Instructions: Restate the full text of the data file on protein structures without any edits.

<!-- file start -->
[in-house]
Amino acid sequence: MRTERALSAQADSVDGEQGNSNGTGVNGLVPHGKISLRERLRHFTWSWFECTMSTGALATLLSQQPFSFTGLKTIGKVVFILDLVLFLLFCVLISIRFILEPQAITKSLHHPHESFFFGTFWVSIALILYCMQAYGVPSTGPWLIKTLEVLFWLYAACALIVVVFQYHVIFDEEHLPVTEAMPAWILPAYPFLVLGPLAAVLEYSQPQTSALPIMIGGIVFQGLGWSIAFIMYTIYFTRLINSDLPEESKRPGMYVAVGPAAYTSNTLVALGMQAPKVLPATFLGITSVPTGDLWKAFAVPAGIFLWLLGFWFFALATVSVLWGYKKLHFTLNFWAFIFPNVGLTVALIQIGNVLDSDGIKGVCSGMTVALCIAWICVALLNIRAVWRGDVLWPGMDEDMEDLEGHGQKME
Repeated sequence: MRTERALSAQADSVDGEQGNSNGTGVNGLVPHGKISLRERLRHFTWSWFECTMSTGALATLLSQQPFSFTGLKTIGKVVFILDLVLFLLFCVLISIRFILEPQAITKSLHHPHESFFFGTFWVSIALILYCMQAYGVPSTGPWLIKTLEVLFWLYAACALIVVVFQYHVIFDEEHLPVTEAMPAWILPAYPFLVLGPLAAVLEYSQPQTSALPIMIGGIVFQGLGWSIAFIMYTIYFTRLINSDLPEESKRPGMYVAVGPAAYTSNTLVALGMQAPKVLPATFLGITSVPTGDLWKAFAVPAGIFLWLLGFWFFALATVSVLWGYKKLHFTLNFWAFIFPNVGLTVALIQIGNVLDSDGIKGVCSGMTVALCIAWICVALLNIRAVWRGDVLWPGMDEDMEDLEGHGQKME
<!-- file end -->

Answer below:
[in-house]
Amino acid sequence: MRTERALSAQADSVDGEQGNSNGTGVNGLVPHGKISLRERLRHFTWSWFECTMSTGALATLLSQQPFSFTGLKTIGKVVFILDLVLFLLFCVLISIRFILEPQAITKSLHHPHESFFFGTFWVSIALILYCMQAYGVPSTGPWLIKTLEVLFWLYAACALIVVVFQYHVIFDEEHLPVTEAMPAWILPAYPFLVLGPLAAVLEYSQPQTSALPIMIGGIVFQGLGWSIAFIMYTIYFTRLINSDLPEESKRPGMYVAVGPAAYTSNTLVALGMQAPKVLPATFLGITSVPTGDLWKAFAVPAGIFLWLLGFWFFALATVSVLWGYKKLHFTLNFWAFIFPNVGLTVALIQIGNVLDSDGIKGVCSGMTVALCIAWICVALLNIRAVWRGDVLWPGMDEDMEDLEGHGQKME
Repeated sequence: MRTERALSAQADSVDGEQGNSNGTGVNGLVPHGKISLRERLRHFTWSWFECTMSTGALATLLSQQPFSFTGLKTIGKVVFILDLVLFLLFCVLISIRFILEPQAITKSLHHPHESFFFGTFWVSIALILYCMQAYGVPSTGPWLIKTLEVLFWLYAACALIVVVFQYHVIFDEEHLPVTEAMPAWILPAYPFLVLGPLAAVLEYSQPQTSALPIMIGGIVFQGLGWSIAFIMYTIYFTRLINSDLPEESKRPGMYVAVGPAAYTSNTLVALGMQAPKVLPATFLGITSVPTGDLWKAFAVPAGIFLWLLGFWFFALATVSVLWGYKKLHFTLNFWAFIFPNVGLTVALIQIGNVLDSDGIKGVCSGMTVALCIAWICVALLNIRAVWRGDVLWPGMDEDMEDLEGHGQKME